According to the airplane pilot, he approached KFNL from the east, and announced his initial position of 6-7 miles out. He heard other traffic conducting missed approaches and reported 2 miles and 1 mile out to coordinate with the local traffic. He announced crossing the field for the left downwind for runway 33 and proceeded into the pattern. While on the downwind leg for 33 and abeam the numbers he lowered the landing gear in preparation for landing. About that time the other pilot announced a straight in approach for 33, the airplane pilot saw that the aircraft was at a higher altitude, but he could see the aircraft was coming in on the approach approximately 4-5 miles out. On the radio, the airplane pilot offered to extend the downwind leg to allow the aircraft to complete its missed approach. On the base turn to final, the airplane pilot realized that the other aircraft was a helicopter and not an airplane. The helicopter continued its approach and when it was over the airport fence, the airplane turned onto final approach. About 4 miles south of the runway the airplane pilot said he could see the helicopter hovering south of the runway threshold, about ½ to ¾ mile from the end of the runway He queried the helicopter pilot about his intentions, and he heard the helicopter say that he was going to hover for a bit and then depart to the east. The airplane pilot replied "okay" and stated that he intended to fly over him for a full stop landing. The helicopter pilot responded "okay," so the airplane pilot proceeded to land on runway 33. During the approach, the airplane pilot lost sight of the helicopter. Expecting the helicopter to remain in a hover south of the runway, the airplane continued to land, descended, and collided with the helicopter. The helicopter descended, impacted terrain, and rolled on its right side resulting in substantial damage to the fuselage, and tailboom. After colliding with the helicopter, the airplane pilot saw the gear indicator show an unsafe right main landing gear. The airplane touched down on the left main landing gear and the pilot kept the right wing up for as long as possible. As the airplane slowed, the damaged right main touched down and the airplane departed the right side of the runway and came to rest in the adjacent grass.

The responding Federal Aviation Administration Inspector auditioned audio from the UNICOM frequency. He did not hear the helicopter pilot transmit that he intended to hover.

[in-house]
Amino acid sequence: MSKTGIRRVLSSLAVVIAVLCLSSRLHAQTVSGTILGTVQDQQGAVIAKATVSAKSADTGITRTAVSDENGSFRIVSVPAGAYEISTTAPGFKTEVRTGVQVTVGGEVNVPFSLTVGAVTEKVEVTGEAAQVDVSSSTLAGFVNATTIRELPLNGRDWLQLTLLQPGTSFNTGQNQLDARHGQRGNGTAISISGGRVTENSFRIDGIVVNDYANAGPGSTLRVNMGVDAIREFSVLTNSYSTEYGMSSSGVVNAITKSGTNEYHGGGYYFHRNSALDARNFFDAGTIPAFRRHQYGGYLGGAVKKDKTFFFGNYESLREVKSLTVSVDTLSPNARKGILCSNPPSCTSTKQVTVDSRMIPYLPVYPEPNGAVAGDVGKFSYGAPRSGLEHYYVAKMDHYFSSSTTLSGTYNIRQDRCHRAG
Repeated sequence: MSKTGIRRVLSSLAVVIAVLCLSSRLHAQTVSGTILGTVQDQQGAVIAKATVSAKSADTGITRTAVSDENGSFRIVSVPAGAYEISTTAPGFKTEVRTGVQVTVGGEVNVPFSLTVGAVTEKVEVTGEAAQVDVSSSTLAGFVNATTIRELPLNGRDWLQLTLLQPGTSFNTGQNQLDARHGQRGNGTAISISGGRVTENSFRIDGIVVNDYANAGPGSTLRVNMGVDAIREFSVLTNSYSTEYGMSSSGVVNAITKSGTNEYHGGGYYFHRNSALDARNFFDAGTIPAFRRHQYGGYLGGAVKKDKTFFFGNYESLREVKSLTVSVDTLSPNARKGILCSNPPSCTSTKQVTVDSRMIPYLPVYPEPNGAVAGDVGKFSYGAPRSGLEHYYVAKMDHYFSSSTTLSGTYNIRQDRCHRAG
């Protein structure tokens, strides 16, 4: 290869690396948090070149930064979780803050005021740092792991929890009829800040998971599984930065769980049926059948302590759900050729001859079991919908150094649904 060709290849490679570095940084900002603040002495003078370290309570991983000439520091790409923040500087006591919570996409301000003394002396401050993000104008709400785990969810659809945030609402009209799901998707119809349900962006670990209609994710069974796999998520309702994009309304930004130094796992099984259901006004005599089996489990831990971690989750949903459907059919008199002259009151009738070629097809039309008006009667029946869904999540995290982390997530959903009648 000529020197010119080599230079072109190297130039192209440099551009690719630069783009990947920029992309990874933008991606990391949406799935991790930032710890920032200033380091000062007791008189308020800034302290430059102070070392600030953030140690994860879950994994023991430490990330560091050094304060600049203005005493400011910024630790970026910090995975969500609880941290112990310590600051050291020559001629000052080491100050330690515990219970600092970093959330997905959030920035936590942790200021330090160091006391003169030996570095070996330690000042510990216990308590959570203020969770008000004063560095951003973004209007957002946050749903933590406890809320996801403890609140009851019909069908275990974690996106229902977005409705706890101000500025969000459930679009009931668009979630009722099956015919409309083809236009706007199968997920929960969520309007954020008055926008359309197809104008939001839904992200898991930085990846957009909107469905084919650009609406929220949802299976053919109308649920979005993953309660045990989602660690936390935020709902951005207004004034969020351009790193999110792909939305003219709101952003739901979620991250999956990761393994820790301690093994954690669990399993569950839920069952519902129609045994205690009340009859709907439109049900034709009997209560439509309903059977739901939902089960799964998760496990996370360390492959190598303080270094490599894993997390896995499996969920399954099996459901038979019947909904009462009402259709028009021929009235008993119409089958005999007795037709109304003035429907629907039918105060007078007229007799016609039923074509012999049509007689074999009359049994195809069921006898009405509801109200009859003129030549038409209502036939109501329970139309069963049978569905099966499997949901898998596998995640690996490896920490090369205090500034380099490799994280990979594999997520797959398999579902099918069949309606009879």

The airplane pilot stated that east of the runway 33/15 is where the local helicopter traffic usually performs their training, so he was expecting this helicopter to do the same.

Pilot Information

Certificate: Private
Age: 55, Male
Airplane Rating(s): Single-engine Land
Seat Occupied: Left
Other Aircraft Rating(s): None
Restraint Used: Unknown
Instrument Rating(s): None
Second Pilot Present:
Instructor Rating(s): None
Toxicology Performed: No
Medical Certification: Class 3 With Waivers/Limitations
Last FAA Medical Exam: 11/16/2017
Occupational Pilot: No
Last Flight Review or Equivalent: 12/28/2017
Flight Time:  620 hours (Total, all aircraft), 320 hours (Total, this make and model), 620 hours (Pilot In Command, all aircraft), 37 hours (Last 90 days, all aircraft), 20 hours (Last 30 days, all aircraft), 1 hours (Last 24 hours, all aircraft)

Aircraft and Owner/Operator Information

Aircraft Manufacturer: BEECH
Registration: N777YF
Model/Series: A36 UNDESIGNATED
Aircraft Category: Airplane
Year of Manufacture: 1989
Amateur Built: No
Airworthiness Certificate: Normal
Serial Number: E-2495
Landing Gear Type: Retractable - Tricycle
Seats: 6
Date/Type of Last Inspection: 07/14/2017, Annual
Certified Max Gross Wt.: 3651 lbs
Time Since Last Inspection: 40 Hours
Engines:  Reciprocating
Airframe Total Time: 2540 Hours as of last inspection
Engine Manufacturer: Continental
ELT: C126 installed, not activated
Engine Model/Series: IO-550-B6F
Registered Owner: LANDSGAARD EQUIPMENT LEASING LLC
Rated Power: 200 hp
Operator: LANDSGAARD EQUIPMENT LEASING LLC
Operating Certificate(s) Held: None 

Meteorological Information and Flight Plan

Conditions at Accident Site: Visual Conditions
Condition of Light: Day
Observation Facility, Elevation: KFNL, 5015 ft msl
Observation Time: 1156 MST
Distance from Accident Site: 0 Nautical Miles
Direction from Accident Site: 246°
Lowest Cloud Condition: Clear
Temperature/Dew Point: 4°C / -13°C
Lowest Ceiling: None
Visibility: 10 Miles
Wind Speed/Gusts, Direction: 18 knots, 330°
Visibility (RVR):
Altimeter Setting: 30.01 inches Hg
Visibility (RVV):
Precipitation and Obscuration: No Obscuration; No Precipitation
Departure Point: GREELEY, CO (GXY)
Type of Flight Plan Filed: None
Destination: Longmont, CO (FNL)
Type of Clearance: None
Departure Time: 1110 MST
Type of Airspace: Class E 

Airport Information

Airport: NORTHERN COLORADO RGNL (FNL)
Runway Surface Type: Asphalt
Airport Elevation: 5015 ft
Runway Surface Condition: Dry
Runway Used: 33
IFR Approach: None
Runway Length/Width: 8500 ft / 100 ft
VFR Approach/Landing:  Full Stop; Traffic Pattern 

Wreckage and Impact Information

Crew Injuries: 1 None
Aircraft Damage: Minor
Passenger Injuries: 1 None
Aircraft Fire: None
Ground Injuries: N/A